Will the “Ferguson Effect” Kill Urban Renewal?

by James A. Bacon

Baltimore is the East Coast’s answer to Detroit, a once-prosperous city hollowing out from decades of mismanagement under the Blue State governance model. By the time the Washington Village Development Association (WVDA) filmed its documentary, “Fleeing Baltimore,” in 2013, 31,500 residents had abandoned Maryland’s largest city over the previous decade. Sixteen thousand buildings stood vacant. The documentary described how heroic efforts of middle-class Baltimoreans, both black and white, to clean up trash, combat crime and provide positive experiences for inner city youth were overwhelmed by the ineffectiveness of the city’s criminal justice system.

If conditions were hostile to the middle class two years ago, imagine what it is like now. Last month, a 25-year-old black man, Freddie Gray, died under mysterious circumstances in police custody, raising concerns about police abuse and laying bare a history of strained relations between police and the city’s poor black population. Riots ensued, and now gun violence is up 60% compared to the same time last year. Thirty-two shootings took place over Memorial Day weekend.

Similar explosions in violence are occurring in cities across the United States as as police and inner-city populations react to a series of incidents in which unarmed black men died at the hands of white police. In what what urbanist Heather Mac Donald calls the “Ferguson effect,” police are disengaging from discretionary enforcement activity, the criminal element is feeling empowered and a wave of violence has reversed much of twenty years’ decline in crime rates.

If the surge in murder and violence is foreshadowing of things to come, it will have a tremendous impact on the livability of major urban areas. Two outcomes can be predicted. First, middle-class households with the means to do so will flee the urban core. Second, law-abiding African-Americans living in high-crime neighborhoods but lacking the means to flee will suffer the most.

I’m not disputing the ugly reality that police abuses occur in poor African-American communities. I’m not disputing the fact that police sometimes commit violent crimes themselves, or that African-Americans have a basis for mistrusting the police in some cities. These are real problems that our society must grapple with. But I’m also arguing that the over-reaction to these problems threatens to un-do much of the progress we’ve made in the past twenty years in fighting the scourge of crime and revitalizing our central cities.

Police officers increasingly second-guess themselves in the use of force, writes Mac Donald, writing in the Wall Street Journal. “Any cop who uses his gun now has to worry about being indicted and losing his job and family,” one policeman told her. If police are more timid in applying force, the bad guys will be emboldened in their criminality. She continues:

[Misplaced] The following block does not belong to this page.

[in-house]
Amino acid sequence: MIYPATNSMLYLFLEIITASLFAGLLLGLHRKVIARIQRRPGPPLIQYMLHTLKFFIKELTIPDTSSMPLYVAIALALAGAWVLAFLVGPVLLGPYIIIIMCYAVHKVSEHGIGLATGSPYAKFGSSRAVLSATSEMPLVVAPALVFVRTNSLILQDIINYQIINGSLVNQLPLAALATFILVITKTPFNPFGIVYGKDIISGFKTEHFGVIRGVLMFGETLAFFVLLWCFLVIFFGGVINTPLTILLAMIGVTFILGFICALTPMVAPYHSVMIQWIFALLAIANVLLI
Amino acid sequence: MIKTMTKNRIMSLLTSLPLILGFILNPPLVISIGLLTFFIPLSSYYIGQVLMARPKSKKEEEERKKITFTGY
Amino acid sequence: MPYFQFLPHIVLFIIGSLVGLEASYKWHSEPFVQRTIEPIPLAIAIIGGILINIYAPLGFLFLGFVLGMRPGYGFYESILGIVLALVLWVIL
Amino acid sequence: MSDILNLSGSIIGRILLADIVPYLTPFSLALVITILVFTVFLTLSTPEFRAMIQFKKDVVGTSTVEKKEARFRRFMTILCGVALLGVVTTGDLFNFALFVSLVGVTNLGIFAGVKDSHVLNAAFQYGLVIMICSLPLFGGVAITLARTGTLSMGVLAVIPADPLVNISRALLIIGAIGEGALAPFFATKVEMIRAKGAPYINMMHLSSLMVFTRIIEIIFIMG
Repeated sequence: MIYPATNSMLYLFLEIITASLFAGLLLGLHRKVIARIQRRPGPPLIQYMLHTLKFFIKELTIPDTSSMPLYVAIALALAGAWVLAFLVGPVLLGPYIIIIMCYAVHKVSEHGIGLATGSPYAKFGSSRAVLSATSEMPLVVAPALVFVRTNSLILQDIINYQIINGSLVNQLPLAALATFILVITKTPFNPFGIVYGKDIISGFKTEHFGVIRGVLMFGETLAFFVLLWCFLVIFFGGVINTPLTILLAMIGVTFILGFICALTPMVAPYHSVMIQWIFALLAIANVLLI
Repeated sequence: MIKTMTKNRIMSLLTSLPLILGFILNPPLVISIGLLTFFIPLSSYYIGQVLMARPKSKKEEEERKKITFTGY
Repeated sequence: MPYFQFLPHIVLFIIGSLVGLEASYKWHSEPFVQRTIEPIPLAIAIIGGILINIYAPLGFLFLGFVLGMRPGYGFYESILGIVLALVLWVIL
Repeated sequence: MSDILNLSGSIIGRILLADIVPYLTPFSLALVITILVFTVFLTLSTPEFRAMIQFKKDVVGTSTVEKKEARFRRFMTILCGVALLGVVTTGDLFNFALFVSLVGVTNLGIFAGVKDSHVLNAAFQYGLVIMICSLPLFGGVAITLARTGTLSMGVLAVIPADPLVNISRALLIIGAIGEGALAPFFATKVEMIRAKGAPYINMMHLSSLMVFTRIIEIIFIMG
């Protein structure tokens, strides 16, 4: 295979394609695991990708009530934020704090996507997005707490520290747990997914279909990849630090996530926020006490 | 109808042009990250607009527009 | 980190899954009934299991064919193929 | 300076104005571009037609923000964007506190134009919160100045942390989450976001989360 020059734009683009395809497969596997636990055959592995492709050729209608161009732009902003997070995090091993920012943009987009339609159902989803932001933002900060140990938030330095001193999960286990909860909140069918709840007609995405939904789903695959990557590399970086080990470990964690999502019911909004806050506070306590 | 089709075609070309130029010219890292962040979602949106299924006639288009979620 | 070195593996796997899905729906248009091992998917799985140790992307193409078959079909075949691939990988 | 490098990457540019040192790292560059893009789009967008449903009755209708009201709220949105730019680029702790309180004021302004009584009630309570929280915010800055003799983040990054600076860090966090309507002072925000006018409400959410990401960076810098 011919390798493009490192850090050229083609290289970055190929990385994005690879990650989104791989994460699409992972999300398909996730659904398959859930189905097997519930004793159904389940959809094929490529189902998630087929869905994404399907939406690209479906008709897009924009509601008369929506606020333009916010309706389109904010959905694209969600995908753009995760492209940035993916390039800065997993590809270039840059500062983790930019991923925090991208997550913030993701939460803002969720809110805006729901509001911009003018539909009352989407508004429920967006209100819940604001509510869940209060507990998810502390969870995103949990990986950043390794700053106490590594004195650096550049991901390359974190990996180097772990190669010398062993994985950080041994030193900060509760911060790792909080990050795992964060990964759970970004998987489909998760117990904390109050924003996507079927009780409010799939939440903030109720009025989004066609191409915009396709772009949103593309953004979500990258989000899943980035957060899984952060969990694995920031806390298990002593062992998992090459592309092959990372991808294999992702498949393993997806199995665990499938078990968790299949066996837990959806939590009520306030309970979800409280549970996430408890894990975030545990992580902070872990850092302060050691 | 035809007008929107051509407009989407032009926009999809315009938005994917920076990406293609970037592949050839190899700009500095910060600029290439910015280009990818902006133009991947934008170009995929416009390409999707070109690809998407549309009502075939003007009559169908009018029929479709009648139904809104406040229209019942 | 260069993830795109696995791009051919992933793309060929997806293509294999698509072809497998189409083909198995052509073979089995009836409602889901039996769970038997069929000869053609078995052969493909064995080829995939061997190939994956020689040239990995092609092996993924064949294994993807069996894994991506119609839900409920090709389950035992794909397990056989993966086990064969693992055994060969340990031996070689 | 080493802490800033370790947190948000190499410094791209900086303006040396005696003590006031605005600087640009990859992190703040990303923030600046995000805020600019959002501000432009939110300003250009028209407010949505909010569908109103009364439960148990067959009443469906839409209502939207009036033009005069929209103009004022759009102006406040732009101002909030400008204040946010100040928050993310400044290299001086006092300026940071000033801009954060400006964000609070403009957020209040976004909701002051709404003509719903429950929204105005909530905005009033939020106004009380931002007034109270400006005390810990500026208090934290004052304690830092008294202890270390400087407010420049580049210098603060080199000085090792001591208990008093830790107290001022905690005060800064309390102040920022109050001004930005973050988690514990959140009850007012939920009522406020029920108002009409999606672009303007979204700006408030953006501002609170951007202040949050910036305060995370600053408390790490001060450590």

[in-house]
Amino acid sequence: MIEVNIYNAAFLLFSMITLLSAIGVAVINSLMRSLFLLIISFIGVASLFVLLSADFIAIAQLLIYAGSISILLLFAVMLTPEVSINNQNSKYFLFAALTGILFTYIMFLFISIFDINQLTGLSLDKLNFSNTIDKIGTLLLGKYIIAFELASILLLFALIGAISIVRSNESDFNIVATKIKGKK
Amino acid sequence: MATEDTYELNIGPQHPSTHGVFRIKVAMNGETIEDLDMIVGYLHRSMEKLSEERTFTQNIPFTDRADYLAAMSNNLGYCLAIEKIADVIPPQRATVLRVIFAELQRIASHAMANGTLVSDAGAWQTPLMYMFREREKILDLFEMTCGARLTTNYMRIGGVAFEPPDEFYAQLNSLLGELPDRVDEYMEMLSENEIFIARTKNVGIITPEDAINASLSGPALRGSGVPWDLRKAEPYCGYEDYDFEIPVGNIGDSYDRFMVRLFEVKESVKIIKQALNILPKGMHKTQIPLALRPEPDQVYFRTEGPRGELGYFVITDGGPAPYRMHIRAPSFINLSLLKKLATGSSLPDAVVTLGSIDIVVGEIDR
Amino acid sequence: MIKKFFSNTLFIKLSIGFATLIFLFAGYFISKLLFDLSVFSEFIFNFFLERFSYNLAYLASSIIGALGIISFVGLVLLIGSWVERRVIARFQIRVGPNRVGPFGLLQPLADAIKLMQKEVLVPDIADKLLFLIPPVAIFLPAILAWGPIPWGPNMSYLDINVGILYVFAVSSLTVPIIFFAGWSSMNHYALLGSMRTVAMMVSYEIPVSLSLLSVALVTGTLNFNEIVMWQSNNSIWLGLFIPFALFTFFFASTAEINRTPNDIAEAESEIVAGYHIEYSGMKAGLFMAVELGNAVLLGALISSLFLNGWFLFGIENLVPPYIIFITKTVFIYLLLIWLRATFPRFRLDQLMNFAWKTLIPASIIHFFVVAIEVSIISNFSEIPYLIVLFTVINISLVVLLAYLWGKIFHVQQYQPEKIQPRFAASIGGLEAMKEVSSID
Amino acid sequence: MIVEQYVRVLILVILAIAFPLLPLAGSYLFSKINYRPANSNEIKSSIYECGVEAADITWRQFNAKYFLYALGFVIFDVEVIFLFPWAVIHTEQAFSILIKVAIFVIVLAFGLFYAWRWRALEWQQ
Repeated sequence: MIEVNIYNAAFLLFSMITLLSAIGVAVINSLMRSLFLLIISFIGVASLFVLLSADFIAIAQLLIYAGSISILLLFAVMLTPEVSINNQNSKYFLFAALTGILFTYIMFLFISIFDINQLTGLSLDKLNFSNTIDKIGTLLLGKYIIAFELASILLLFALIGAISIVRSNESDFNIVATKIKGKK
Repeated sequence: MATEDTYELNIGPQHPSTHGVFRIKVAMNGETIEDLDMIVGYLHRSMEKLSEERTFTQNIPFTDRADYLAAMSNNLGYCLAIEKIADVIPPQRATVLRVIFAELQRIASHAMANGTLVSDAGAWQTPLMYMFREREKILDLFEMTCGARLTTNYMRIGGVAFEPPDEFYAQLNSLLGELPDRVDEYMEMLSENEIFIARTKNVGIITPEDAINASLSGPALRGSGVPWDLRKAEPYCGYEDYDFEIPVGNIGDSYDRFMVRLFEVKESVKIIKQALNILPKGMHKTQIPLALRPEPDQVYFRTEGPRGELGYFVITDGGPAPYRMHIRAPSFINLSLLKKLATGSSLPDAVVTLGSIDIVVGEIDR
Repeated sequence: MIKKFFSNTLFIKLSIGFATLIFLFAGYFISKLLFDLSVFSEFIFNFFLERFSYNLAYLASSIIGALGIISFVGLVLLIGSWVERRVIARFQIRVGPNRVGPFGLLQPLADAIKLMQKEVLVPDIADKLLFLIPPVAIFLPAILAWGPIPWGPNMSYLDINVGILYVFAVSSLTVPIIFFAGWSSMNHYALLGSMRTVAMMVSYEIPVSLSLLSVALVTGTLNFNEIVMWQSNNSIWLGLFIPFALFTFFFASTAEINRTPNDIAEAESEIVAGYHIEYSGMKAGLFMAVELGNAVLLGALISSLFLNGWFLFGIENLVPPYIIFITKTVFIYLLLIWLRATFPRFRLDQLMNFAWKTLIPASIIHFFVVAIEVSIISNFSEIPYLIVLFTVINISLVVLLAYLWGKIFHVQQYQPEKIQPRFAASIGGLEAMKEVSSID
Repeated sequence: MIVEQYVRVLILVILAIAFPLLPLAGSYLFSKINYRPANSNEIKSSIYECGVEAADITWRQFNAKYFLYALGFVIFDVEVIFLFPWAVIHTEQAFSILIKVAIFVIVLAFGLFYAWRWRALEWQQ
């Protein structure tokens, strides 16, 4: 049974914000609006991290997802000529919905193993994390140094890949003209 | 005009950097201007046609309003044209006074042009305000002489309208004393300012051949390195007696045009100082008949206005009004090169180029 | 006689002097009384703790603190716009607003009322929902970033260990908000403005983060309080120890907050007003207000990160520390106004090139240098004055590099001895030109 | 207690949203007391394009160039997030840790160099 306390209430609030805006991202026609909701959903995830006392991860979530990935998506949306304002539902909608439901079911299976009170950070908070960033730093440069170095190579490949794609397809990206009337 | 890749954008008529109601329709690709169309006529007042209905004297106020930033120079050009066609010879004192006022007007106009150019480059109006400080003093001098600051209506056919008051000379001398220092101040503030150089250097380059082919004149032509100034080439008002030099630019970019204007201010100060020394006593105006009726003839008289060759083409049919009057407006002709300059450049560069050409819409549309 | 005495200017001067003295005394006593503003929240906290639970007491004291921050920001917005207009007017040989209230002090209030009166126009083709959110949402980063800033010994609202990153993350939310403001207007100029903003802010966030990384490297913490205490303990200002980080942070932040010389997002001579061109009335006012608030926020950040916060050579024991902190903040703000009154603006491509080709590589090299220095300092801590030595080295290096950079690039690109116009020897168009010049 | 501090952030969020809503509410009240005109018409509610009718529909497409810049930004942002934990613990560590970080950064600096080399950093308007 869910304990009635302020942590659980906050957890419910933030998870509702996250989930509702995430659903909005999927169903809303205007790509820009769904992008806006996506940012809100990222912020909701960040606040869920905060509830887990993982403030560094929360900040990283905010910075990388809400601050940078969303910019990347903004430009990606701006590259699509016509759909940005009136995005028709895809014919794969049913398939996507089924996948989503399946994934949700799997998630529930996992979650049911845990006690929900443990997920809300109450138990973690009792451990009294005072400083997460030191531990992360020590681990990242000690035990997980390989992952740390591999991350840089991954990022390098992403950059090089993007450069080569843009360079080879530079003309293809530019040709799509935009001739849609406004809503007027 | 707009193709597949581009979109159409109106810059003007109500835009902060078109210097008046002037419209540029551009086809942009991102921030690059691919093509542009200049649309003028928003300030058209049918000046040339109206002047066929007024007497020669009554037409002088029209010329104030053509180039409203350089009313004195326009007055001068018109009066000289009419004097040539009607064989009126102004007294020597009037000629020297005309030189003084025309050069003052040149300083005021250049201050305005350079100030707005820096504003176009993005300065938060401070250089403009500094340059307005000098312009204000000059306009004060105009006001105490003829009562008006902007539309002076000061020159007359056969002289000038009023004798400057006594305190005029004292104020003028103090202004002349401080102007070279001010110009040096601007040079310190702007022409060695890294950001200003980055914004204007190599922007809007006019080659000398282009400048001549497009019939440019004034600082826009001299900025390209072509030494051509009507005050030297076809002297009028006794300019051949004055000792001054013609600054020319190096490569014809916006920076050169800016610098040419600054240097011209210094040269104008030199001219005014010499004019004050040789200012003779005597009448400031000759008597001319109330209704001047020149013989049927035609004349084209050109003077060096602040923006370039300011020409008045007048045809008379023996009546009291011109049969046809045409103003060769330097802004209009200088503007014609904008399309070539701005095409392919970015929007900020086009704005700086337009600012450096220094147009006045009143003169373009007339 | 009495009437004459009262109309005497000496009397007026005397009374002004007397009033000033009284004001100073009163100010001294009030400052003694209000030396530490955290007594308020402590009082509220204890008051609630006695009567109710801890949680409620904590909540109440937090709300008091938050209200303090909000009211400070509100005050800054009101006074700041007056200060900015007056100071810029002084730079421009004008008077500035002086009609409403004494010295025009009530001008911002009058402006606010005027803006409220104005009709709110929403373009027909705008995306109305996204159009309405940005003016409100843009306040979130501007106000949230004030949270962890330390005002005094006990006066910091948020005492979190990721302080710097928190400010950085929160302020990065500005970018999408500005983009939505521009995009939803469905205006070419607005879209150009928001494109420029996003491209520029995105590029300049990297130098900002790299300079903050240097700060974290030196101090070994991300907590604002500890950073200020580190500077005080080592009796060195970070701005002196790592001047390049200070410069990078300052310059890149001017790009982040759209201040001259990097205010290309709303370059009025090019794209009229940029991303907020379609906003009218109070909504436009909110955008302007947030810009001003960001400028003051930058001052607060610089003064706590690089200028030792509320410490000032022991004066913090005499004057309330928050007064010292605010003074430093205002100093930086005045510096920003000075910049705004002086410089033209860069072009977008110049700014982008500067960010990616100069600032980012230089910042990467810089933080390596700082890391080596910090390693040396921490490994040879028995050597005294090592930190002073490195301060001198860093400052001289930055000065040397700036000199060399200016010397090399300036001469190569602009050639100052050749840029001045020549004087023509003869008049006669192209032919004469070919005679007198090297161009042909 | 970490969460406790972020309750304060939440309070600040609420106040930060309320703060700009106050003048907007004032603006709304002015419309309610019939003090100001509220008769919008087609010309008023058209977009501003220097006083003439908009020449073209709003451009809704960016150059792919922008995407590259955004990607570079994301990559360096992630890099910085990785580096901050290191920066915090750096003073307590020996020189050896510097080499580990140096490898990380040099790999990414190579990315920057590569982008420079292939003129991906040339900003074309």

Even if officer morale were to miraculously rebound, policies are being put into place that will make it harder to keep crime down in the future. Those initiatives reflect the belief that any criminal-justice action that has a disparate impact on blacks is racially motivated.

In New York, pedestrian stops — when the police question and sometimes frisk individuals engaged in suspicious behavior — have dropped nearly 95% from their 2011 high. … Politicians and activists in New York and other cities have now taken aim at “broken windows” policing.

Meanwhile, the move to end “mass incarceration” is gaining momentum across the country. Across the board, Americans are second-guessing the strategies that largely won the “war on crime.” The results will look a lot like Baltimore as productive, law-abiding citizens flee jurisdictions where anarchy and disorder prevail for the safety of suburban jurisdictions.

Watch the WVDA documentary, and you’ll wonder how the city of Baltimore can ever reverse its decline. One of the most basic human needs is a desire to feel safe from physical harm. If the rebound in crime is more than a passing blip — if peoples’ perceptions of crime in American cities undergoes a major change — the human cost will prove devastating and urban jurisdictions once again will slip into the corrosive spiral of rising crime, middle-class flight, shrinking tax base and busted budgets from which we hoped they had escaped.

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35 responses to “Will the “Ferguson Effect” Kill Urban Renewal?

  1. I blame the increasing militarization of our police, both in equipment and tactics, and in who seek the job (primarily vets). It’s all about us versus them. Us is not the kid who didnt sign up for a tour in Iraq. As for them, we say, how can urban life survive and thrive withohut safety, but “they” don’t feel safe at all in this environment, rather like prisoners in a ghetto. As indeed they are.

  2. I agree with Acbar – the police are out of control .. “community policing” is a joke – it’s code for “stop and frisk” and arrest and incarcerate people engaged in street drugs – put them in prison for a few years then send them back to the community – repeat, rinse, recycle.

    what does a young man who grows up without an education do – when he grows up and need money to survive?

    when folks are honest enough to address that question – we can start to address the real problem.

    there is no magic here. people without sufficient education – don’t have a job and have a lot of time on their hands.. and eventually fall in with others who also don’t have jobs..

    you can hire all the police you want, build all the prisons that you will, blame
    “blue” policies for “hollowing out” but it won’t fix it.

    at some point – someone needs to explain what “hollowing out” means.

    how about it?

  3. lest anyone getting mislead about Detroit, Baltimore, Ferguson:

    Civil Rights Movement and Black Power period: 1955–1977

    Rochester 1964 race riot; Rochester, New York – July
    New York City 1964 riot; New York City – July
    Philadelphia 1964 race riot; Philadelphia – August